University of Michigan scientists have revealed the underlying mechanisms on how an asthma drug currently in clinical trials for the treatment of obesity and other related metabolic disorders increases sugar metabolism by generating a novel signal between fat and liver cells.

In a study (“A subcutaneous adipose tissue–liver signaling axis controls hepatic gluconeogenesis”) in Nature Communications, researchers from the laboratory of Alan Saltiel, Ph.D., the Mary Sue Coleman Director of the University of Michigan’s Life Sciences Institute, provided evidence for how amlexanox reversed the signs of obesity diabetes and fatty liver disease. Their findings suggest a possible new pathway for pharmacological intervention in treating metabolic diseases.

Amlexanox, which had been previously used in the treatment of asthma, had been shown by Dr. Saltiel’s group to improve diabetes and weight loss in obese mice. “We know that amlexanox works to reverse obesity and insulin resistance in part by resolving chronic inflammation and increasing energy expenditure, but that's not the whole story of the drug's effects,” said lead author of the current study, Shannon Reilly, Ph.D. “Understanding how the drug also enables crosstalk between fat cells and the liver in obese mice allows us to see more of the amlexanox picture, and also sheds light on communication between different tissues in the body.”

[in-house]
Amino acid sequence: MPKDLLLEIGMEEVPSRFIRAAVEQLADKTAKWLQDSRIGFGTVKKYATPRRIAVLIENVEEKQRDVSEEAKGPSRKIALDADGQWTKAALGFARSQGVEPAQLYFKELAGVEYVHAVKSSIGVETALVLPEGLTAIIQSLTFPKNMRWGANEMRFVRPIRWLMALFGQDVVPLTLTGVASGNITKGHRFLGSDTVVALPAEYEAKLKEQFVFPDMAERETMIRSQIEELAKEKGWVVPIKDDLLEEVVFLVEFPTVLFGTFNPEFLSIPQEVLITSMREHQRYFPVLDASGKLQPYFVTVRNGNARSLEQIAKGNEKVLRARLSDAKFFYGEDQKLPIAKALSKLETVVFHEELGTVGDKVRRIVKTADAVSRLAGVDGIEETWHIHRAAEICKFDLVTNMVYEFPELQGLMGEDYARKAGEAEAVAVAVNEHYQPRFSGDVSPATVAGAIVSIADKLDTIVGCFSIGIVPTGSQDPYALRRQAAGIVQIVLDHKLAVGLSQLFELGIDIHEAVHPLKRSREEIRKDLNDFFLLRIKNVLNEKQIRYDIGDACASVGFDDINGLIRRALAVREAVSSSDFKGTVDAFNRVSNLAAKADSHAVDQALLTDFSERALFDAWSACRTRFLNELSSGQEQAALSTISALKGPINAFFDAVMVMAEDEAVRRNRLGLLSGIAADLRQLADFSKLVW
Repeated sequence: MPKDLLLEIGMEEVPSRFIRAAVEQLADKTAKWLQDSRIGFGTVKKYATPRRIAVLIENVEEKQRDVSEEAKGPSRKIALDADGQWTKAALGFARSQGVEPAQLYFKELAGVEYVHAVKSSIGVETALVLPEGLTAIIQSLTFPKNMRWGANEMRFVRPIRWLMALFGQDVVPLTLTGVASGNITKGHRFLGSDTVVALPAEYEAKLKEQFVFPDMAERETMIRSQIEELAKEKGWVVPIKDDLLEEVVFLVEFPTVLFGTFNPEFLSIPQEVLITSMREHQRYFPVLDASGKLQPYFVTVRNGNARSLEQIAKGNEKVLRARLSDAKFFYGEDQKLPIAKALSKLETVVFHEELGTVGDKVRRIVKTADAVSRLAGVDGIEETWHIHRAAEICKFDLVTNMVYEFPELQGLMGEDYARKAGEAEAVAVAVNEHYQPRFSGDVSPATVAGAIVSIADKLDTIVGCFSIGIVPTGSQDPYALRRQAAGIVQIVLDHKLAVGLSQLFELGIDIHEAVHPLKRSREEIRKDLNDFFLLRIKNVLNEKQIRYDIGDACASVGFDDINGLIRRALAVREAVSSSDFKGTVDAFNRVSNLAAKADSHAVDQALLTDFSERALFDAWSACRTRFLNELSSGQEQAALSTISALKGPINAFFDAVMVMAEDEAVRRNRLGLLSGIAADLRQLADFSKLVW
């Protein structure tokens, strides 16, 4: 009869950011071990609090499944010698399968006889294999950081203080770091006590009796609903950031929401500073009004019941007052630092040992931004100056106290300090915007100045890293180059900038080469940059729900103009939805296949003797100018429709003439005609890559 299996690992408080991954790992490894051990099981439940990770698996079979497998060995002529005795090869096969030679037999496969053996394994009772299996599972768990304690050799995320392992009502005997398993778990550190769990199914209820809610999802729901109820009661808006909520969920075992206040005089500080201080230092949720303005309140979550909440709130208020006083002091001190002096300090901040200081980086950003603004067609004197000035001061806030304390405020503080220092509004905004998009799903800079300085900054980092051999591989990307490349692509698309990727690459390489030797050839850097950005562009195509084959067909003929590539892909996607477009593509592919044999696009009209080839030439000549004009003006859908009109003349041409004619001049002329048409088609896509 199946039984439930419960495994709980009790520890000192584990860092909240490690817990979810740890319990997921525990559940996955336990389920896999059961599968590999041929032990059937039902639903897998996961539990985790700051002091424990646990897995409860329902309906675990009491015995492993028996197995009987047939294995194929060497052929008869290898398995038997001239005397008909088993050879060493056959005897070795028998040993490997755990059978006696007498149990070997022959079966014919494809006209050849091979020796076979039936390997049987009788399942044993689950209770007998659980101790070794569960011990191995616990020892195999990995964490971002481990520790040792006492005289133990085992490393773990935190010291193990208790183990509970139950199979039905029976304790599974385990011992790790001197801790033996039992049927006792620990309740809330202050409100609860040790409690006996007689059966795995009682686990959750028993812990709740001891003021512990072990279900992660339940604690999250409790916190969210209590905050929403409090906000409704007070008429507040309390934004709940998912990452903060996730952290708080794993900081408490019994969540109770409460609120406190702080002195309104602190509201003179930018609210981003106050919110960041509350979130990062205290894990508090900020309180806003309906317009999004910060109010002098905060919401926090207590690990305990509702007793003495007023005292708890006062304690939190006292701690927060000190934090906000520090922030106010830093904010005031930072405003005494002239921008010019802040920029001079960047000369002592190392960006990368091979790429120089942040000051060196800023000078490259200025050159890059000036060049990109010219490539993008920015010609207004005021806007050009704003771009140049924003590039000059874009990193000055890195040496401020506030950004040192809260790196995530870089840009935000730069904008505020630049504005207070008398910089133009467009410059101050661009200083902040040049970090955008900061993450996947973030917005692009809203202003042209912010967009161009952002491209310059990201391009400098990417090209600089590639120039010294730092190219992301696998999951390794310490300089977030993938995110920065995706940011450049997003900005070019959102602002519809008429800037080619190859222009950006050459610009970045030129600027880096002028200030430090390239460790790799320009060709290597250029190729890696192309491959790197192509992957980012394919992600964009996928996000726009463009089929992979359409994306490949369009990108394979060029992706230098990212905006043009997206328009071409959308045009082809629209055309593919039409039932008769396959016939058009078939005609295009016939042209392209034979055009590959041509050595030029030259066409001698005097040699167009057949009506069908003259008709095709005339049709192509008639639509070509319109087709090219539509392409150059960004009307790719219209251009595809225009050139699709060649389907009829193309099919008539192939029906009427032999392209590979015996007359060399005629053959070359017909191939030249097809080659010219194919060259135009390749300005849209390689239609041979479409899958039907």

Dr. Reilly found that the crosstalk was facilitated by amlexanox’ effects on increasing the levels of the second messenger molecule (cAMP) in fat cells. This led to an increased rate by which the mice metabolized fat, in turn leading to weight loss. Concomitantly, amlexanox elicits the release of the interleukin-6 (IL-6) from the fat cells of the mice. IL-6 then travels to the liver and reduces the production of glucose in the diabetic mice.

One of the primary goals of Dr. Saltiel’s lab has been to reveal the pathways and interconnections associated with obesity, diabetes, and inflammation. Earlier findings suggest that obesity leads to chronic inflammation in the liver and adipose tissue, which Dr. Saltiel’s lab previously found was due to an increase in two protein kinases: IKK-ε and TBK1. In a study (“Inflammation produces catecholamine resistance in obesity via activation of PDE3B by the protein kinases IKK- ε and TBK1”) published in eLife in December 2013 the investigators observed that amlexanox reduced IKK- ε and TBK1 levels.

“In vivo inhibition of these kinases by treatment of obese mice with the drug amlexanox reversed obesity-induced catecholamine resistance, and restored PKA signaling in response to injection of a Beta-3 adrenergic agonist,” wrote the investigators in the eLife paper. “These studies suggest that by reducing production of cAMP in adipocytes, IKK-ε and TBK1 may contribute to the repression of energy during obesity.”

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